Elite Jiu-Jitsu players showed off their talents at the IPIC Arena on Thursday, the third day of the Abu Dhabi World Professional Jiu-Jitsu Championship 2017.
The first round of the qualifiers kicked off in the adult finals as well as in the masters 1 & 2 male categories in the brown and black belt divisions.
More than 350 players from 25 countries took part in Thursday’s contest which saw UAE National team’s Ahmad Al Ketbi take gold in the masters 2 category, 69 kg.
Speaking after his win Al Ketbi said: “I dedicate my win to our royal family, the UAE Jiu-Jitsu Federation and to the Chairman of the UAE Jiu-Jitsu Federation and Jiu-Jitsu Asian Union and Senior Vice President of the Jiu-Jitsu International Federation H.E. Abdulmunem Al Sayed Mohammed Al Hashmi. Thank you to the Federation for developing the sport to such a high level and because of them Abu Dhabi has now become the global capital of Jiu-Jitsu.”
“The UAE Jiu-Jitsu Federation supports us tremendously. They have helped us to build our self-confidence and overcome the elite players from Brazil, Russia and the United States of America. We are now competing in world championships around the world and are excelling and winning medals.”
UAE National Team member Obeid Al Kaabi also won a bronze medal in the masters 2 category in the 69 kg division brown belt category proving his ability to compete against the world’s elite players.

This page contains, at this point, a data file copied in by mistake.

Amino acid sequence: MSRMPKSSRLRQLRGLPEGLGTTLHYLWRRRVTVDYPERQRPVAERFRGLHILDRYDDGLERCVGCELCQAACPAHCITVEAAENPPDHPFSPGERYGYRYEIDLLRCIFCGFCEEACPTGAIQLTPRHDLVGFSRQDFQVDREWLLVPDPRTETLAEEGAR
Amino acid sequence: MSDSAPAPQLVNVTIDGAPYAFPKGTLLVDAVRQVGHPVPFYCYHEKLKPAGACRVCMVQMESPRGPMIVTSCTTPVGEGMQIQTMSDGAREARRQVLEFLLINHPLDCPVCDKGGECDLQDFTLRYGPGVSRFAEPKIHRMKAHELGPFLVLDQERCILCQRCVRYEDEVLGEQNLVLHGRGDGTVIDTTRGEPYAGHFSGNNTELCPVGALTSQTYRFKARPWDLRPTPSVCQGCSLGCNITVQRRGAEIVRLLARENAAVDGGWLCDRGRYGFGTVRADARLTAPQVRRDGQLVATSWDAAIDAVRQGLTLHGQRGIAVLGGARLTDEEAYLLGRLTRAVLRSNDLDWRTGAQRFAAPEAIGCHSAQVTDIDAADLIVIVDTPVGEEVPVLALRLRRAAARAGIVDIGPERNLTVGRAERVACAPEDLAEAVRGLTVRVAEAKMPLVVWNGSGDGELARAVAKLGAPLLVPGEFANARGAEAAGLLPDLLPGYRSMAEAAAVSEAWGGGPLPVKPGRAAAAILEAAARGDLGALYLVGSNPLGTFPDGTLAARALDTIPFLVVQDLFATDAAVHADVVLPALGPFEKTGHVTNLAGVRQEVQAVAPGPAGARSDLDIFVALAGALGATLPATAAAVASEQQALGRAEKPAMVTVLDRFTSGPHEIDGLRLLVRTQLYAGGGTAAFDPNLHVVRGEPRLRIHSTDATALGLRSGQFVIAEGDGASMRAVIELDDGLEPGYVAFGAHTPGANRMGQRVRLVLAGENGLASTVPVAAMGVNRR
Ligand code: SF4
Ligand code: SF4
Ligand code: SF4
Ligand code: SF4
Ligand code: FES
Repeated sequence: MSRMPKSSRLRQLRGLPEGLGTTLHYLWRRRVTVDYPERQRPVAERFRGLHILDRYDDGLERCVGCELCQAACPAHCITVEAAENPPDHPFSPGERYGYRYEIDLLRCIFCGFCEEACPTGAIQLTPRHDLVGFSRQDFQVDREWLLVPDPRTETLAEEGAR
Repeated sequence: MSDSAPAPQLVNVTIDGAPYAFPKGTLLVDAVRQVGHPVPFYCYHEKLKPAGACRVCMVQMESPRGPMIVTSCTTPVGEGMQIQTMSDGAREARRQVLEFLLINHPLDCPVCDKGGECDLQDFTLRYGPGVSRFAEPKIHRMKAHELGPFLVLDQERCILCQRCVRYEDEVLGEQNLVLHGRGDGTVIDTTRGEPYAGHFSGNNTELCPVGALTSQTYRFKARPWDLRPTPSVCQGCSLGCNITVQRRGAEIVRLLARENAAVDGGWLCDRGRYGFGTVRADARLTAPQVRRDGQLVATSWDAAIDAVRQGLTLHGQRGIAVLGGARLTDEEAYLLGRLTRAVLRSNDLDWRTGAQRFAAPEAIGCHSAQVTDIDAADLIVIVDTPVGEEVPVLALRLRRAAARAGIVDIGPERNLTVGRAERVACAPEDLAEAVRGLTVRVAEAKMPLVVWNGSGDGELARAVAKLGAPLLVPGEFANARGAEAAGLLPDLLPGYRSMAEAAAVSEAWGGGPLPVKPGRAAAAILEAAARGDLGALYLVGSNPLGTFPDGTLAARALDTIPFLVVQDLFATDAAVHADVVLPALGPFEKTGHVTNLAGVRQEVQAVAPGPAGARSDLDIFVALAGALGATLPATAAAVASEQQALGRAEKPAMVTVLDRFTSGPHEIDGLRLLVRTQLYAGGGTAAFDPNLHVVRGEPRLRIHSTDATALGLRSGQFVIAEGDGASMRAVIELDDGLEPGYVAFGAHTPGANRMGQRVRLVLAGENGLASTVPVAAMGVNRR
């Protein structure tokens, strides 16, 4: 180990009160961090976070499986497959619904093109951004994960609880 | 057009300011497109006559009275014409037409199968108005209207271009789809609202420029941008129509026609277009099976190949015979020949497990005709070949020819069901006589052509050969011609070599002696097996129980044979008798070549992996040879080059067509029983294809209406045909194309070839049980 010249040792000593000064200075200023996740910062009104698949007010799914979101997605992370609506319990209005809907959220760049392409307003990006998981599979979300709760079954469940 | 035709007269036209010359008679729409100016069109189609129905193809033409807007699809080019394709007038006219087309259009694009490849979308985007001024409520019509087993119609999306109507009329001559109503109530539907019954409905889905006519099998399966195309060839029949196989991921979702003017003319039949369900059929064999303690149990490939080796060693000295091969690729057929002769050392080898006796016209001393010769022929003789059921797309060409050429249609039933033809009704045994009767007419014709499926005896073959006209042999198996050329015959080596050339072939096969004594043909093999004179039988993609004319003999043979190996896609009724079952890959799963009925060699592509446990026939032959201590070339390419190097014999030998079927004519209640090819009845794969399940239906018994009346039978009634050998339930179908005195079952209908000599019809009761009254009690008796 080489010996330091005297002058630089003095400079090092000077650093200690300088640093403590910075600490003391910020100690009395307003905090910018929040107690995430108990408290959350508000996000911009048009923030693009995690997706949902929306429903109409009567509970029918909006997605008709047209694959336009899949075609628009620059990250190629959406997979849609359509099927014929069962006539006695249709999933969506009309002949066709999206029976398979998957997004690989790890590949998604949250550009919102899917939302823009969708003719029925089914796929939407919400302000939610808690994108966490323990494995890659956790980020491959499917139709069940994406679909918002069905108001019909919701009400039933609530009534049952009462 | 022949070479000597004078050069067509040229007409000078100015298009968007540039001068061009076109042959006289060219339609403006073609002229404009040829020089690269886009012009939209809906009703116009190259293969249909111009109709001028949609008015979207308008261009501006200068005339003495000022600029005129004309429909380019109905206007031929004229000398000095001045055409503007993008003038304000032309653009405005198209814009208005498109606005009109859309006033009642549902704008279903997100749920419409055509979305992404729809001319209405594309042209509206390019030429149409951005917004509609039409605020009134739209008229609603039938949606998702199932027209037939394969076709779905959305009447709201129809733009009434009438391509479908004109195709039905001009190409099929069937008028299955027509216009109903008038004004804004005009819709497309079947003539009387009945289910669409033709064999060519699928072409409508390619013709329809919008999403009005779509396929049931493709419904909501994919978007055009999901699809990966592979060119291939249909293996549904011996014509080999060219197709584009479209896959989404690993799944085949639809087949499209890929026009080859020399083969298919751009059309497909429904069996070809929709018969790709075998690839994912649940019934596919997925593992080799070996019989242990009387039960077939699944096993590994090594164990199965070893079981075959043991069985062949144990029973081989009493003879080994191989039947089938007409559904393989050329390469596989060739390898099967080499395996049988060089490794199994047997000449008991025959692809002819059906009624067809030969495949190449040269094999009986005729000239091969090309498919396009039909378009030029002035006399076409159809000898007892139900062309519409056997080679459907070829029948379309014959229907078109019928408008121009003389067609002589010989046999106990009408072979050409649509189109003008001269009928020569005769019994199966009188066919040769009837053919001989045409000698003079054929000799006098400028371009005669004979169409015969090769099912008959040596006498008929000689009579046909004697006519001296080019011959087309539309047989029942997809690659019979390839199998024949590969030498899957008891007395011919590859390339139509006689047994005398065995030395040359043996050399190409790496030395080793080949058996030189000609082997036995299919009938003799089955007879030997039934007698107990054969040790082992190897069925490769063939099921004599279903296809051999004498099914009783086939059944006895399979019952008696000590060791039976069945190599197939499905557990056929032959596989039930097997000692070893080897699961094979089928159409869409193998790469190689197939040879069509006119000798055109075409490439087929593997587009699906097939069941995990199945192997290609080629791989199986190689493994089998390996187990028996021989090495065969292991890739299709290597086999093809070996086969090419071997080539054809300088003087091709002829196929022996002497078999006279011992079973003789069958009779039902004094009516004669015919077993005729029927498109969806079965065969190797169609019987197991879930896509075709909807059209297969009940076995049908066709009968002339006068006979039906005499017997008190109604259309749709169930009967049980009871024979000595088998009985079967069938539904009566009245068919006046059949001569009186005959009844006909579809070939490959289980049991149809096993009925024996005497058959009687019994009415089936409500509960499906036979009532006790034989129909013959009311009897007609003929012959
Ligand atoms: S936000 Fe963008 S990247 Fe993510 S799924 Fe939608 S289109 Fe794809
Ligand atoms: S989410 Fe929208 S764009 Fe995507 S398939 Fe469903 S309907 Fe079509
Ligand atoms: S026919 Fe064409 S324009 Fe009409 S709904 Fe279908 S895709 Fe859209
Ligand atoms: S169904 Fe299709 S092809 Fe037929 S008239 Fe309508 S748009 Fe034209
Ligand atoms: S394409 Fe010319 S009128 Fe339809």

Brazil continued to dominate the Abu Dhabi World Professional Jiu-Jitsu Championship medal table with 9 medals (4 gold,3 silver,2 bronze). USA finished second with 6 medal (3 gold, 3 silver), UK finished in third place with 4 medals (1 gold, 3 silver), Canada finished in fourth place with 2 medals (1 gold,1 silver), Kazakhstan in fifth place with 2 medals (1 gold, 1 silver) and UAE in sixth place with 2 medals (1 gold and 1 bronze).
On Friday, spectators will get to witness the second round eight finals, quarter-finals and semi-finals in the adult, male and female and masters 1 male brown and black belt categories.
When it comes to jiu-jitsu, then Wellington ‘Megaton’ Dias is definitely one of the greatest to have taken to the mat. Coached by the ‘Master’ Helio Gracie in the renowned Gracie Humaitá jiu-jitsu school in Rio de Janeiro, the black belt athlete went on to enjoy an illustrious career, winning multiple European, Pan-American, US Nationals and World titles.
So it’s no surprise the 49-year-old Brazilian-born American was invited to compete in the Jiu-Jitsu Legends as part of the Abu Dhabi World Pro Jiu-Jitsu Championships on Saturday.
He spoke to Sport360 about his best moments in life, the profile of the sport in Abu Dhabi and thoughts on whether his daughter Mackenzie Dern should compete in UFC one day.
You’re here for the Jiu-Jitsu Legends this weekend where you will face Helio ‘Soneca’ Moreira at the IPIC Arena. How are you looking forward to competing here?
It’s a great opportunity and it feels great to be fighting again after 22 years. When I was asked by the UAE Jiu-Jitsu Federation, I asked who my opponent would be and when they revealed it, I said ‘yes for sure’. It is good to be here and I enjoy competing. It will be a different crowd and I will get a chance to be part of a prestigious tournament.
Abu Dhabi is now considered as the capital of jiu-jitsu. How impressed are you with the UAE’s vision in promoting the sport?